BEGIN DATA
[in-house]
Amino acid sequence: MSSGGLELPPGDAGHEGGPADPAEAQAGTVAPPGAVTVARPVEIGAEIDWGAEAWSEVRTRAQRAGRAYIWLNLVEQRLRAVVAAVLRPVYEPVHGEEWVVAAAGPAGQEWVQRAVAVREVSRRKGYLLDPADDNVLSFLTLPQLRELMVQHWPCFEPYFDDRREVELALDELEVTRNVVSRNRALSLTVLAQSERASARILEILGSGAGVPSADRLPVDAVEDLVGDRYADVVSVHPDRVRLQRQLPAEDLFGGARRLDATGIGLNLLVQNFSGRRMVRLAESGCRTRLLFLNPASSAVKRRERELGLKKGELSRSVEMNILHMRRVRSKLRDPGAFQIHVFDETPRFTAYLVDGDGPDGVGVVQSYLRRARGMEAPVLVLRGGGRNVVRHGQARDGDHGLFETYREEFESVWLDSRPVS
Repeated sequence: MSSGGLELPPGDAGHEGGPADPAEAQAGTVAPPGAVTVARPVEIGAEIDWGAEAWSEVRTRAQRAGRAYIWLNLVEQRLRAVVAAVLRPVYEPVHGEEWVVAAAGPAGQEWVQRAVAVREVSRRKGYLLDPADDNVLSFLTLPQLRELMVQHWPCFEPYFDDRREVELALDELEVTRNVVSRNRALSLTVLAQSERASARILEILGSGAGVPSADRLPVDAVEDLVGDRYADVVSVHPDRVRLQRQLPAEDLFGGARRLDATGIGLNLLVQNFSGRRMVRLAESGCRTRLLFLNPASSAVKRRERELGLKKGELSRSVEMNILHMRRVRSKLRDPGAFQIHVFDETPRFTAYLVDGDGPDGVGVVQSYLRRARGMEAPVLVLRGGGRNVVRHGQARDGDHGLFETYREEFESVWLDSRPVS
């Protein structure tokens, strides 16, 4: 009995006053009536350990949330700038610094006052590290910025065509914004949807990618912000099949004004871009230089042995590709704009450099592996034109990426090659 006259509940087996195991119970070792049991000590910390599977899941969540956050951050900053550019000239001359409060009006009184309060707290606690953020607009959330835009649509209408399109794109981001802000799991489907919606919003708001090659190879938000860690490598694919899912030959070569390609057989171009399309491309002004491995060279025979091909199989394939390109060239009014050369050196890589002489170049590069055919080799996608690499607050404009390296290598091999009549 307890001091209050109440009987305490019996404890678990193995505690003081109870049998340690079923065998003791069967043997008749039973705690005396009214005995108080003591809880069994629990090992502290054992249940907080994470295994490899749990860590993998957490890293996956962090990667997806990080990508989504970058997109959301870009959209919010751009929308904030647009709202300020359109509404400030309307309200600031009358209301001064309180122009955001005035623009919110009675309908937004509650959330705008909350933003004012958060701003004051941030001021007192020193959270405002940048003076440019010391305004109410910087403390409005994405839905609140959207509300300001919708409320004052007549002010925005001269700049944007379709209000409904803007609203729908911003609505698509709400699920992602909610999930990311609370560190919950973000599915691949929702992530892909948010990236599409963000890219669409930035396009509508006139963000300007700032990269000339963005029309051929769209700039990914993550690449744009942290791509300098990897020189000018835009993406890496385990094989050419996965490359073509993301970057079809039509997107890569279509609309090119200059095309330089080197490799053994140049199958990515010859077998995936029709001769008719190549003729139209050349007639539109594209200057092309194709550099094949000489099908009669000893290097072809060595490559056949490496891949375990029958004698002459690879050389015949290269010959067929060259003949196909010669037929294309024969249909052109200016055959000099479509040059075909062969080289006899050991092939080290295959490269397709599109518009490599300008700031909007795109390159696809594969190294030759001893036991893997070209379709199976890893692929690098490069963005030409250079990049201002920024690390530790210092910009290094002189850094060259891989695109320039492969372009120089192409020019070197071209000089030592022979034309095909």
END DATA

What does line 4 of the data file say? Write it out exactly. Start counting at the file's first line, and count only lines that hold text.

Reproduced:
């Protein structure tokens, strides 16, 4: 009995006053009536350990949330700038610094006052590290910025065509914004949807990618912000099949004004871009230089042995590709704009450099592996034109990426090659 006259509940087996195991119970070792049991000590910390599977899941969540956050951050900053550019000239001359409060009006009184309060707290606690953020607009959330835009649509209408399109794109981001802000799991489907919606919003708001090659190879938000860690490598694919899912030959070569390609057989171009399309491309002004491995060279025979091909199989394939390109060239009014050369050196890589002489170049590069055919080799996608690499607050404009390296290598091999009549 307890001091209050109440009987305490019996404890678990193995505690003081109870049998340690079923065998003791069967043997008749039973705690005396009214005995108080003591809880069994629990090992502290054992249940907080994470295994490899749990860590993998957490890293996956962090990667997806990080990508989504970058997109959301870009959209919010751009929308904030647009709202300020359109509404400030309307309200600031009358209301001064309180122009955001005035623009919110009675309908937004509650959330705008909350933003004012958060701003004051941030001021007192020193959270405002940048003076440019010391305004109410910087403390409005994405839905609140959207509300300001919708409320004052007549002010925005001269700049944007379709209000409904803007609203729908911003609505698509709400699920992602909610999930990311609370560190919950973000599915691949929702992530892909948010990236599409963000890219669409930035396009509508006139963000300007700032990269000339963005029309051929769209700039990914993550690449744009942290791509300098990897020189000018835009993406890496385990094989050419996965490359073509993301970057079809039509997107890569279509609309090119200059095309330089080197490799053994140049199958990515010859077998995936029709001769008719190549003729139209050349007639539109594209200057092309194709550099094949000489099908009669000893290097072809060595490559056949490496891949375990029958004698002459690879050389015949290269010959067929060259003949196909010669037929294309024969249909052109200016055959000099479509040059075909062969080289006899050991092939080290295959490269397709599109518009490599300008700031909007795109390159696809594969190294030759001893036991893997070209379709199976890893692929690098490069963005030409250079990049201002920024690390530790210092910009290094002189850094060259891989695109320039492969372009120089192409020019070197071209000089030592022979034309095909």